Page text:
The end has finally come. The Living Wage Coalition has played its trump card and occupied College of William and Mary President Taylor Reveley’s office. A few weeks ago, I incorrectly predicted that the LWC would not, in the end, occupy a building, even though all successful such movements have to resort to building occupations. It turns out they are not playing at “protesting,” as I had originally thought, but, in fact, are very serious about it. The leaders of the group did their homework and were prepared to take the protest all the way. As strange as it might seem — considering the general lack of sympathy from the rest of campus — the LWC has a good shot at forcing concessions.
This might seem counterintuitive to those who have read the stream of editorials issuing from campus publications that instruct the LWC to tone down their chanting and to have a sober debate. The consensus seems to be that this would be a more effective way to advance their goals. If we lived in a perfectly rational and logical society, this may be the case but the fact is that the LWC knows exactly what it is doing and how best to advance its cause. They have carefully avoided or thwarted any rational discussions about their demands. They would lose in such a situation because they do not have a large base of supporters or any sort of actual plan of implementation. This is not because they are juvenile or stupid. Instead, it is because they know they don’t need a majority or a budget plan. Slogans and emotional appeals are much more effective and are harder to dissect and criticize. In the end, their position is not based on economic logic, but on morality.
The leaders of the LWC are following to the letter similar protests at Harvard University and Washington University in St. Louis. The occupation of the president’s office was the culminating step in the year-long campaign. It is possible the LWC hoped to avoid such a measure, but given the current financial environment, they probably knew it would come to this.
The year of escalating protests served to gain them campus-wide recognition and lent a modicum of legitimacy to their occupation, which it would not have done if they had quickly gone from protesting to occupation. They could claim that it was because the administration didn’t listen to them that they were driven to such drastic measures. This is by design, of course, as their campaign strategically made any real dialogue with the administration impossible.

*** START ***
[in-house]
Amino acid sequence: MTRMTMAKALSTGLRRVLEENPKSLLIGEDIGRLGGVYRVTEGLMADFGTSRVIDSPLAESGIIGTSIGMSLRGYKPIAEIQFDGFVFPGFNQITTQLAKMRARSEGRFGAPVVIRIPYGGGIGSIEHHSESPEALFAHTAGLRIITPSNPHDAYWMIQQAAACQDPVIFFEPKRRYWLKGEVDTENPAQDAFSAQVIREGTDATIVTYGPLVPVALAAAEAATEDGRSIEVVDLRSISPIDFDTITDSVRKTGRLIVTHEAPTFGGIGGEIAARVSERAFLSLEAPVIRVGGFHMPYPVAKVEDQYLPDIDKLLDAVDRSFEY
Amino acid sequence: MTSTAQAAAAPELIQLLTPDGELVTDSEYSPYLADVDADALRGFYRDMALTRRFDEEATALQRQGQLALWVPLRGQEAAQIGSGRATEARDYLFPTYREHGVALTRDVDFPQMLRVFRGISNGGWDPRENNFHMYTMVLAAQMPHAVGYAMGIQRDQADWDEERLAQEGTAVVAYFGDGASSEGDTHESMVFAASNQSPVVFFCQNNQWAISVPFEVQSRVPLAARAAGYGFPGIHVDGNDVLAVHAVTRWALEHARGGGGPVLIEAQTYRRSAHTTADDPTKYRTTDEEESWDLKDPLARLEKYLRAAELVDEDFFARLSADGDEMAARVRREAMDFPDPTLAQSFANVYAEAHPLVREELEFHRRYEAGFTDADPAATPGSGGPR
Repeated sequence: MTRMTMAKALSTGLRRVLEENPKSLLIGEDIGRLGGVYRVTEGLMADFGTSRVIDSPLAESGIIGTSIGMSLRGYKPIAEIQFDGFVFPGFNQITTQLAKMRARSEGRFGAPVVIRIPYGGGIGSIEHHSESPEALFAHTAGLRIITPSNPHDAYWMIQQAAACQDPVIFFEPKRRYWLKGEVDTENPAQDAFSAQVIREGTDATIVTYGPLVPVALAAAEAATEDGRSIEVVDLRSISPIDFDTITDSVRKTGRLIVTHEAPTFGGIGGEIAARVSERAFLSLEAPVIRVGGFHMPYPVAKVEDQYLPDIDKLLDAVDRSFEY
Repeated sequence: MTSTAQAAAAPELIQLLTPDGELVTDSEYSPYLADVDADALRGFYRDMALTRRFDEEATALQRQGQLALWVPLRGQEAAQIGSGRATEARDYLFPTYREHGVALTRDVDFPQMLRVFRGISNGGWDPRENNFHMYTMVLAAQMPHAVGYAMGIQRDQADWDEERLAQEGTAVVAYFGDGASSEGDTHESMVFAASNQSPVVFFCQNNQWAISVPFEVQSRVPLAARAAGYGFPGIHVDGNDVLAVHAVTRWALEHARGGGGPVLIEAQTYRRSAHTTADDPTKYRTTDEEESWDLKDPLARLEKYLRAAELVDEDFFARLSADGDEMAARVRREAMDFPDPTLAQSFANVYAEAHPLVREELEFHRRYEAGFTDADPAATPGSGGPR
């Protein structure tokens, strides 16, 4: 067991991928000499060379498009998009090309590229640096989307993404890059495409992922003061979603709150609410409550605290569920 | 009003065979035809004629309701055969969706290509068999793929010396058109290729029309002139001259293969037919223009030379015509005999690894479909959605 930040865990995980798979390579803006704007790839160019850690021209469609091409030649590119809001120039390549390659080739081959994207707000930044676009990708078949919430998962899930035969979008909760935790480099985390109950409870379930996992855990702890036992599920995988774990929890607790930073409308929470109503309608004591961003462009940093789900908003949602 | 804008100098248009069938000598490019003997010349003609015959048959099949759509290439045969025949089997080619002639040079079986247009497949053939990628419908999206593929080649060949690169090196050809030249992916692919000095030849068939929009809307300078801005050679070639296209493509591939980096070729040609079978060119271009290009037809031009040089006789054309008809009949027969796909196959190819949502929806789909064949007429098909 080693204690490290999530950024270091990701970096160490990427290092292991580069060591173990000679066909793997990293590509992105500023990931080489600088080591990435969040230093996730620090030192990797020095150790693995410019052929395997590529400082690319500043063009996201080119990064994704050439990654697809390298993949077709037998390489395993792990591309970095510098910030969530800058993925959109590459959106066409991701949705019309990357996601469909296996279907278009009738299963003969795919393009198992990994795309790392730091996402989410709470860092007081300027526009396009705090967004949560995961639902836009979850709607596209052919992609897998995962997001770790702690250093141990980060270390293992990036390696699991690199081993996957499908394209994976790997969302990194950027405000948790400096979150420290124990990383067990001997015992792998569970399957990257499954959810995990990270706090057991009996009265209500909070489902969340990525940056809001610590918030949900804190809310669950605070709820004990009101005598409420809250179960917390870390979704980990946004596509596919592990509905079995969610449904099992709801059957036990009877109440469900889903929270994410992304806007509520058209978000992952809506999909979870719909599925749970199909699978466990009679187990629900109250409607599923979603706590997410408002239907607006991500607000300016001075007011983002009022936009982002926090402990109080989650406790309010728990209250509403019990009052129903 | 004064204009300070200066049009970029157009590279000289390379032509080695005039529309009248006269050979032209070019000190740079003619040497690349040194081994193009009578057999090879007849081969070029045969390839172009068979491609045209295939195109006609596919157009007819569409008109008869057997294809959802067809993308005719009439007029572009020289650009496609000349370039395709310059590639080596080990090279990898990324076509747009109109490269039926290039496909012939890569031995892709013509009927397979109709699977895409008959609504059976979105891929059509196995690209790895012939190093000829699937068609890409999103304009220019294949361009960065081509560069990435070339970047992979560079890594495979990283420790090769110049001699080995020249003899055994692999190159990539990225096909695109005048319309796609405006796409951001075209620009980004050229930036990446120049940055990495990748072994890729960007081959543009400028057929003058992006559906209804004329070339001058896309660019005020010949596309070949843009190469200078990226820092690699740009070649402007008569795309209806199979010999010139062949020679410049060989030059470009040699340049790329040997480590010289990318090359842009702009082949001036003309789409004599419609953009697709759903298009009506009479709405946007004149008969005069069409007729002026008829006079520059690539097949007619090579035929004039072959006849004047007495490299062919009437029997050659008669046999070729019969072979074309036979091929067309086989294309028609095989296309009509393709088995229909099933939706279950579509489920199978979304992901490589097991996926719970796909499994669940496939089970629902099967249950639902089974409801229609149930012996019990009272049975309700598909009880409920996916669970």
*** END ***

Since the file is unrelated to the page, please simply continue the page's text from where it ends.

Occupations succeed mainly because of the press. Media attention, especially around college decision time, ties the administration’s hands in dealing with protesters. They do not want to be perceived as overly authoritarian, so, from a strictly public relations perspective, the only choice is to make enough concessions to get the protestors out of the building.
The administration, however, seems to have been either unwilling or unable to placate the LWC. It is likely they expected and prepared for an eventual occupation. They followed the playbook perfectly. After waiting for most of the day so that they could claim to have let the LWC exercise their “right” to express dissent, they moved swiftly and effectively. A few hours later the police were called in to remove the students. All in all, the administration came out on top. The College may get a bit of bad press for “authoritarian practices,” but the protest was too short-lived to garner major attention. The current incarnation of the LWC is likely done for. Many of its most involved members will graduate and their campaign, which relied on escalating disturbances, has no path forward. They may try one last stunt before the year is out, but the administration has shown that it is prepared to deal with them decisively.
At least we can say we had a real building occupation in our time here. After all, the new line is that dramatic protests are part of a complete college education.